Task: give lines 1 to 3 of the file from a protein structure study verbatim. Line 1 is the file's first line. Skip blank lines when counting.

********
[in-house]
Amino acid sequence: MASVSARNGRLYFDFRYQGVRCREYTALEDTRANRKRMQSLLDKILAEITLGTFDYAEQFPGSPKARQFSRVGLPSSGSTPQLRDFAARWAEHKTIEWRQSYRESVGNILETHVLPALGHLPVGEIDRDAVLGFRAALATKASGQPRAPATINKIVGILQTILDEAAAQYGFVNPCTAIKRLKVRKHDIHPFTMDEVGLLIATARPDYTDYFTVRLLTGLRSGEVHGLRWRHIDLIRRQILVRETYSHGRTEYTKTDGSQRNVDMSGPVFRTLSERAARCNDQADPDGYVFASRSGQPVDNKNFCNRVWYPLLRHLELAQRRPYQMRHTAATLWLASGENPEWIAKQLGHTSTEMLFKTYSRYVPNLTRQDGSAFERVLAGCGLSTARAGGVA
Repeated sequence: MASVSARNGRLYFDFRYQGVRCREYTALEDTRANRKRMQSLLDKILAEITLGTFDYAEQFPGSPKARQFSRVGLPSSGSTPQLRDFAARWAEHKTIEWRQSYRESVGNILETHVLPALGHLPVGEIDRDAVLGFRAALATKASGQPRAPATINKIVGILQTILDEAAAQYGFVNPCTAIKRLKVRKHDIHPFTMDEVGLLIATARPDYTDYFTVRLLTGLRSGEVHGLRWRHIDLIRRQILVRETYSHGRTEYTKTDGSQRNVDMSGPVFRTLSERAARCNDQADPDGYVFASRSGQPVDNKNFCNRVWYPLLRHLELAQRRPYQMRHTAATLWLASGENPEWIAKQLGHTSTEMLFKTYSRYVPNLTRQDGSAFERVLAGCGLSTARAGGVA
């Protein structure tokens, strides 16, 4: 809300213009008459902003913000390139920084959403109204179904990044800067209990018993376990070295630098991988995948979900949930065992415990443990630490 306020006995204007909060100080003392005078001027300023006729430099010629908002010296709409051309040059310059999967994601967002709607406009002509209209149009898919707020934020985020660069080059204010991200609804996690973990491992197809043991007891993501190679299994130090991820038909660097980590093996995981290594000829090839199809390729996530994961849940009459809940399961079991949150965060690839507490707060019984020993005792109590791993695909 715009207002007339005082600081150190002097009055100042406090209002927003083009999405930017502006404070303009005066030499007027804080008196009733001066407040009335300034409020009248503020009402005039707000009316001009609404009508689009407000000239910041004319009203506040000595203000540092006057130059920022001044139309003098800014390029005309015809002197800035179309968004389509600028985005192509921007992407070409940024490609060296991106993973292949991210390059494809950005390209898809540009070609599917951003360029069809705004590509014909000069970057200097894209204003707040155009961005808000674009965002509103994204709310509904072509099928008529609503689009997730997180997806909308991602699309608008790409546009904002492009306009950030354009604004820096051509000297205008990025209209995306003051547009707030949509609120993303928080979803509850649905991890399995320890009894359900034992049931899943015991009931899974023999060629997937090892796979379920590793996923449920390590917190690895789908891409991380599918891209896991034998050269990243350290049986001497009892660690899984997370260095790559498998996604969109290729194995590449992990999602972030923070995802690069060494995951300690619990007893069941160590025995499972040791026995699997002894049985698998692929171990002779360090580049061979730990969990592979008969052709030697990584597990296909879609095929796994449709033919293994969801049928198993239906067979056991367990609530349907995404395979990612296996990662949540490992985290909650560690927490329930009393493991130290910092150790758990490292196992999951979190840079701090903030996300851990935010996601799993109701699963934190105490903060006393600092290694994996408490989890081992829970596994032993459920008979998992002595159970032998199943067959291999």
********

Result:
[in-house]
Amino acid sequence: MASVSARNGRLYFDFRYQGVRCREYTALEDTRANRKRMQSLLDKILAEITLGTFDYAEQFPGSPKARQFSRVGLPSSGSTPQLRDFAARWAEHKTIEWRQSYRESVGNILETHVLPALGHLPVGEIDRDAVLGFRAALATKASGQPRAPATINKIVGILQTILDEAAAQYGFVNPCTAIKRLKVRKHDIHPFTMDEVGLLIATARPDYTDYFTVRLLTGLRSGEVHGLRWRHIDLIRRQILVRETYSHGRTEYTKTDGSQRNVDMSGPVFRTLSERAARCNDQADPDGYVFASRSGQPVDNKNFCNRVWYPLLRHLELAQRRPYQMRHTAATLWLASGENPEWIAKQLGHTSTEMLFKTYSRYVPNLTRQDGSAFERVLAGCGLSTARAGGVA
Repeated sequence: MASVSARNGRLYFDFRYQGVRCREYTALEDTRANRKRMQSLLDKILAEITLGTFDYAEQFPGSPKARQFSRVGLPSSGSTPQLRDFAARWAEHKTIEWRQSYRESVGNILETHVLPALGHLPVGEIDRDAVLGFRAALATKASGQPRAPATINKIVGILQTILDEAAAQYGFVNPCTAIKRLKVRKHDIHPFTMDEVGLLIATARPDYTDYFTVRLLTGLRSGEVHGLRWRHIDLIRRQILVRETYSHGRTEYTKTDGSQRNVDMSGPVFRTLSERAARCNDQADPDGYVFASRSGQPVDNKNFCNRVWYPLLRHLELAQRRPYQMRHTAATLWLASGENPEWIAKQLGHTSTEMLFKTYSRYVPNLTRQDGSAFERVLAGCGLSTARAGGVA